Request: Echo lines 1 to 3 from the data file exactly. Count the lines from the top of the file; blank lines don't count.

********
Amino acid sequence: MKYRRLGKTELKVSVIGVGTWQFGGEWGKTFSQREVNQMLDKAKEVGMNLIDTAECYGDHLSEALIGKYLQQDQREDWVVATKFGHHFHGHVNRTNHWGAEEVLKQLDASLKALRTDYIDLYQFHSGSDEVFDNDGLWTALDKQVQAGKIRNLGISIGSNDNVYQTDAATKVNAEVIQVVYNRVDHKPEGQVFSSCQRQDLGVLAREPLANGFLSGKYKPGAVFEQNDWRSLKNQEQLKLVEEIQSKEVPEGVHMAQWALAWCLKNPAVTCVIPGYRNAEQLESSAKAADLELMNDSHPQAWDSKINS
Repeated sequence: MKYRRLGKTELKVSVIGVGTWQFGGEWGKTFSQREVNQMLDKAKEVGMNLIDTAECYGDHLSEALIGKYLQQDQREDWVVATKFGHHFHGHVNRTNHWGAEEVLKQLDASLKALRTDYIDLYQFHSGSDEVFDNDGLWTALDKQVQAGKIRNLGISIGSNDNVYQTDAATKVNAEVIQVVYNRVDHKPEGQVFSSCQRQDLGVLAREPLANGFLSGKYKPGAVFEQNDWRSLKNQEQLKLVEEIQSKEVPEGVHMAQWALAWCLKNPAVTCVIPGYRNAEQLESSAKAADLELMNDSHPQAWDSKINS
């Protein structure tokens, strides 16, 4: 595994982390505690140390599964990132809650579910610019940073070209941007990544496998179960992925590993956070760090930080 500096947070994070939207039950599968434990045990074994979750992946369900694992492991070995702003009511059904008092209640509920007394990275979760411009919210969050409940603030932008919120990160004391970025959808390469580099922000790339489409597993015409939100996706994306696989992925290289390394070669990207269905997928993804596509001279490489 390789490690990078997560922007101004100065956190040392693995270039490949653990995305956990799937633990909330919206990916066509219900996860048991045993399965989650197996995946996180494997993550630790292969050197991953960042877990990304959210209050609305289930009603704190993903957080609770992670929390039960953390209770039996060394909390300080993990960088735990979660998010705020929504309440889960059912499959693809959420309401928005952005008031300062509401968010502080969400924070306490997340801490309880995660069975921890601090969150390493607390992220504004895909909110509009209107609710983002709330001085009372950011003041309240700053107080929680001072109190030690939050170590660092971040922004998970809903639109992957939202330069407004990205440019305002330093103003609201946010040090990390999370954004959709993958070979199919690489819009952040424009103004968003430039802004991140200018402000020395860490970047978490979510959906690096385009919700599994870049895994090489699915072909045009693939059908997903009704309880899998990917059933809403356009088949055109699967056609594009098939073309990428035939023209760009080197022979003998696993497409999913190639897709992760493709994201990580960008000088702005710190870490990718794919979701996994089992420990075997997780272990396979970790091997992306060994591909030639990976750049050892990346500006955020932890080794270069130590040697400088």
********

Amino acid sequence: MKYRRLGKTELKVSVIGVGTWQFGGEWGKTFSQREVNQMLDKAKEVGMNLIDTAECYGDHLSEALIGKYLQQDQREDWVVATKFGHHFHGHVNRTNHWGAEEVLKQLDASLKALRTDYIDLYQFHSGSDEVFDNDGLWTALDKQVQAGKIRNLGISIGSNDNVYQTDAATKVNAEVIQVVYNRVDHKPEGQVFSSCQRQDLGVLAREPLANGFLSGKYKPGAVFEQNDWRSLKNQEQLKLVEEIQSKEVPEGVHMAQWALAWCLKNPAVTCVIPGYRNAEQLESSAKAADLELMNDSHPQAWDSKINS
Repeated sequence: MKYRRLGKTELKVSVIGVGTWQFGGEWGKTFSQREVNQMLDKAKEVGMNLIDTAECYGDHLSEALIGKYLQQDQREDWVVATKFGHHFHGHVNRTNHWGAEEVLKQLDASLKALRTDYIDLYQFHSGSDEVFDNDGLWTALDKQVQAGKIRNLGISIGSNDNVYQTDAATKVNAEVIQVVYNRVDHKPEGQVFSSCQRQDLGVLAREPLANGFLSGKYKPGAVFEQNDWRSLKNQEQLKLVEEIQSKEVPEGVHMAQWALAWCLKNPAVTCVIPGYRNAEQLESSAKAADLELMNDSHPQAWDSKINS
């Protein structure tokens, strides 16, 4: 595994982390505690140390599964990132809650579910610019940073070209941007990544496998179960992925590993956070760090930080 500096947070994070939207039950599968434990045990074994979750992946369900694992492991070995702003009511059904008092209640509920007394990275979760411009919210969050409940603030932008919120990160004391970025959808390469580099922000790339489409597993015409939100996706994306696989992925290289390394070669990207269905997928993804596509001279490489 390789490690990078997560922007101004100065956190040392693995270039490949653990995305956990799937633990909330919206990916066509219900996860048991045993399965989650197996995946996180494997993550630790292969050197991953960042877990990304959210209050609305289930009603704190993903957080609770992670929390039960953390209770039996060394909390300080993990960088735990979660998010705020929504309440889960059912499959693809959420309401928005952005008031300062509401968010502080969400924070306490997340801490309880995660069975921890601090969150390493607390992220504004895909909110509009209107609710983002709330001085009372950011003041309240700053107080929680001072109190030690939050170590660092971040922004998970809903639109992957939202330069407004990205440019305002330093103003609201946010040090990390999370954004959709993958070979199919690489819009952040424009103004968003430039802004991140200018402000020395860490970047978490979510959906690096385009919700599994870049895994090489699915072909045009693939059908997903009704309880899998990917059933809403356009088949055109699967056609594009098939073309990428035939023209760009080197022979003998696993497409999913190639897709992760493709994201990580960008000088702005710190870490990718794919979701996994089992420990075997997780272990396979970790091997992306060994591909030639990976750049050892990346500006955020932890080794270069130590040697400088």